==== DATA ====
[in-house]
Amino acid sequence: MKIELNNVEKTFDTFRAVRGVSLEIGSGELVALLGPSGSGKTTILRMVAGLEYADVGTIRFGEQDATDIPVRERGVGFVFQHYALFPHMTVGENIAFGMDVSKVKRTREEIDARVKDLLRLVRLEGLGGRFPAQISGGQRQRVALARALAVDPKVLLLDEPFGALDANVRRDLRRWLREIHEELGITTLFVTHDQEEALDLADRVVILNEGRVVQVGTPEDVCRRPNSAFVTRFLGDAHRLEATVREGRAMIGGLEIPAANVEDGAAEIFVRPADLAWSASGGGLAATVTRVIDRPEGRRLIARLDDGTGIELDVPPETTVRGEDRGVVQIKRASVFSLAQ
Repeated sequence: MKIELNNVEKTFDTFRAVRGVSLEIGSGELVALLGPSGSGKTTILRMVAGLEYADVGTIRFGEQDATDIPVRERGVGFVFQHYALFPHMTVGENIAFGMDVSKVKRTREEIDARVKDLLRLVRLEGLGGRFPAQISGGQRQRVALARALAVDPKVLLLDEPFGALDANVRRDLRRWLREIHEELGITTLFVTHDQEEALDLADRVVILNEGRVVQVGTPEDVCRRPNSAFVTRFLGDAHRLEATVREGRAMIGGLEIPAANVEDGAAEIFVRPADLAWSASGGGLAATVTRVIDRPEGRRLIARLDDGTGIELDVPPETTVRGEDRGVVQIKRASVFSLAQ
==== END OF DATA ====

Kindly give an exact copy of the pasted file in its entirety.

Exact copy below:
[in-house]
Amino acid sequence: MKIELNNVEKTFDTFRAVRGVSLEIGSGELVALLGPSGSGKTTILRMVAGLEYADVGTIRFGEQDATDIPVRERGVGFVFQHYALFPHMTVGENIAFGMDVSKVKRTREEIDARVKDLLRLVRLEGLGGRFPAQISGGQRQRVALARALAVDPKVLLLDEPFGALDANVRRDLRRWLREIHEELGITTLFVTHDQEEALDLADRVVILNEGRVVQVGTPEDVCRRPNSAFVTRFLGDAHRLEATVREGRAMIGGLEIPAANVEDGAAEIFVRPADLAWSASGGGLAATVTRVIDRPEGRRLIARLDDGTGIELDVPPETTVRGEDRGVVQIKRASVFSLAQ
Repeated sequence: MKIELNNVEKTFDTFRAVRGVSLEIGSGELVALLGPSGSGKTTILRMVAGLEYADVGTIRFGEQDATDIPVRERGVGFVFQHYALFPHMTVGENIAFGMDVSKVKRTREEIDARVKDLLRLVRLEGLGGRFPAQISGGQRQRVALARALAVDPKVLLLDEPFGALDANVRRDLRRWLREIHEELGITTLFVTHDQEEALDLADRVVILNEGRVVQVGTPEDVCRRPNSAFVTRFLGDAHRLEATVREGRAMIGGLEIPAANVEDGAAEIFVRPADLAWSASGGGLAATVTRVIDRPEGRRLIARLDDGTGIELDVPPETTVRGEDRGVVQIKRASVFSLAQ